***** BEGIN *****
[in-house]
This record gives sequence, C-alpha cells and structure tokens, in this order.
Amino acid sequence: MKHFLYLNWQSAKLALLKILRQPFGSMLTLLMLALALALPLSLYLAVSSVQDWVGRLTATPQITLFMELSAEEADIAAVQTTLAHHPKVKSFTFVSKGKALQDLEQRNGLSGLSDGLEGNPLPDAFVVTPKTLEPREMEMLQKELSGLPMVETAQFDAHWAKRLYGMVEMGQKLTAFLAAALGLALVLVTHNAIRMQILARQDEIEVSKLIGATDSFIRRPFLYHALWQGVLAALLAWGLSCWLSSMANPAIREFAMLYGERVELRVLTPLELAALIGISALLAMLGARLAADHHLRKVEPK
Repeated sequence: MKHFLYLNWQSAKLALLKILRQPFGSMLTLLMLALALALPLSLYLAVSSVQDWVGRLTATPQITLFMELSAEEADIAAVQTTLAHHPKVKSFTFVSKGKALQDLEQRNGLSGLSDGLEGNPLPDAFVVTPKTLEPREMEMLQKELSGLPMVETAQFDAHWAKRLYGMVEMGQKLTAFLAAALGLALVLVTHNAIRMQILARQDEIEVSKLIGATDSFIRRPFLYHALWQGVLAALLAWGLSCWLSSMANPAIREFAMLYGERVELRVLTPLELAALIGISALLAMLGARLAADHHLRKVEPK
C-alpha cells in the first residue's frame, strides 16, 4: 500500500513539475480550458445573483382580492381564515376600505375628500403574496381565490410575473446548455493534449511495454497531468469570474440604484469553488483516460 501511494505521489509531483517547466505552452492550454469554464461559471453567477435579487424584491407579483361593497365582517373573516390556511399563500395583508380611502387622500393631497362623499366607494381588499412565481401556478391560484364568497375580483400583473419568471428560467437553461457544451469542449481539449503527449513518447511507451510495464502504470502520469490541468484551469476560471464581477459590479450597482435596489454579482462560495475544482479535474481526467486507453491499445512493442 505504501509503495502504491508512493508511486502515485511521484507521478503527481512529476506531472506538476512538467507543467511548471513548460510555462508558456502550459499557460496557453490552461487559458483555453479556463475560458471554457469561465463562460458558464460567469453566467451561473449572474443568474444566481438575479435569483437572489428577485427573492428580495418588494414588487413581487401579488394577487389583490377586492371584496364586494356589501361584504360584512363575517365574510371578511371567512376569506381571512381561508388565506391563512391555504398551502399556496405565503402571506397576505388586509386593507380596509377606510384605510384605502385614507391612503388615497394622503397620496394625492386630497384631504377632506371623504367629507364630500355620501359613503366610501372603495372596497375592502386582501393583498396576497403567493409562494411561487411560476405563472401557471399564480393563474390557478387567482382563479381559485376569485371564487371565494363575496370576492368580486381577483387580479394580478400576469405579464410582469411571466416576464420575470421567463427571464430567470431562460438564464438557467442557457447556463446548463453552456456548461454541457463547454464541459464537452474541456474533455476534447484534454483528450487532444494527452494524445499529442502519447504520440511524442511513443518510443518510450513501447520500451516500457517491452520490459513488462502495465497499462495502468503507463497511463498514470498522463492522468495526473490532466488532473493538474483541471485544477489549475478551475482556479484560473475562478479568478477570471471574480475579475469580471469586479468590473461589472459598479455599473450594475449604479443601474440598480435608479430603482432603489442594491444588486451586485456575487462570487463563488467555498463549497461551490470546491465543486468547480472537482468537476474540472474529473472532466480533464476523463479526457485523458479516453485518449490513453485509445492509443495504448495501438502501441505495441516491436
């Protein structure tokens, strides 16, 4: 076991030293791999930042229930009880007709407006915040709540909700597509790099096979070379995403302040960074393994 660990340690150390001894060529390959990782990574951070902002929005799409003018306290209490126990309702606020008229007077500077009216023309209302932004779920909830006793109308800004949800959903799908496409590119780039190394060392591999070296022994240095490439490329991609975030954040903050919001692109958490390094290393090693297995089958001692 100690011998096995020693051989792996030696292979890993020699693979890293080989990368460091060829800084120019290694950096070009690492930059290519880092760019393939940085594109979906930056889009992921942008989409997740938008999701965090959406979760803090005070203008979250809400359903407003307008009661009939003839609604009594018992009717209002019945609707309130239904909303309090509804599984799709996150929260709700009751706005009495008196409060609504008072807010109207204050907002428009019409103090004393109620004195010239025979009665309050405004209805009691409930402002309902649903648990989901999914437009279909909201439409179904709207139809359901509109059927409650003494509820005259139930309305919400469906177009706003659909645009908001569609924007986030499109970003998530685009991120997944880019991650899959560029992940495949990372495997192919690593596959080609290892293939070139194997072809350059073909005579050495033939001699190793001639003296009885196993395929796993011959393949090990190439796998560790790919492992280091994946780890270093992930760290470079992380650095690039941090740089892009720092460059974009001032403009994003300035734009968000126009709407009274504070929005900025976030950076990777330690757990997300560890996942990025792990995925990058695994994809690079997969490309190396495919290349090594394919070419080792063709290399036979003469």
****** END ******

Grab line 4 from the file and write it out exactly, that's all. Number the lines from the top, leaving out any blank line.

Repeated sequence: MKHFLYLNWQSAKLALLKILRQPFGSMLTLLMLALALALPLSLYLAVSSVQDWVGRLTATPQITLFMELSAEEADIAAVQTTLAHHPKVKSFTFVSKGKALQDLEQRNGLSGLSDGLEGNPLPDAFVVTPKTLEPREMEMLQKELSGLPMVETAQFDAHWAKRLYGMVEMGQKLTAFLAAALGLALVLVTHNAIRMQILARQDEIEVSKLIGATDSFIRRPFLYHALWQGVLAALLAWGLSCWLSSMANPAIREFAMLYGERVELRVLTPLELAALIGISALLAMLGARLAADHHLRKVEPK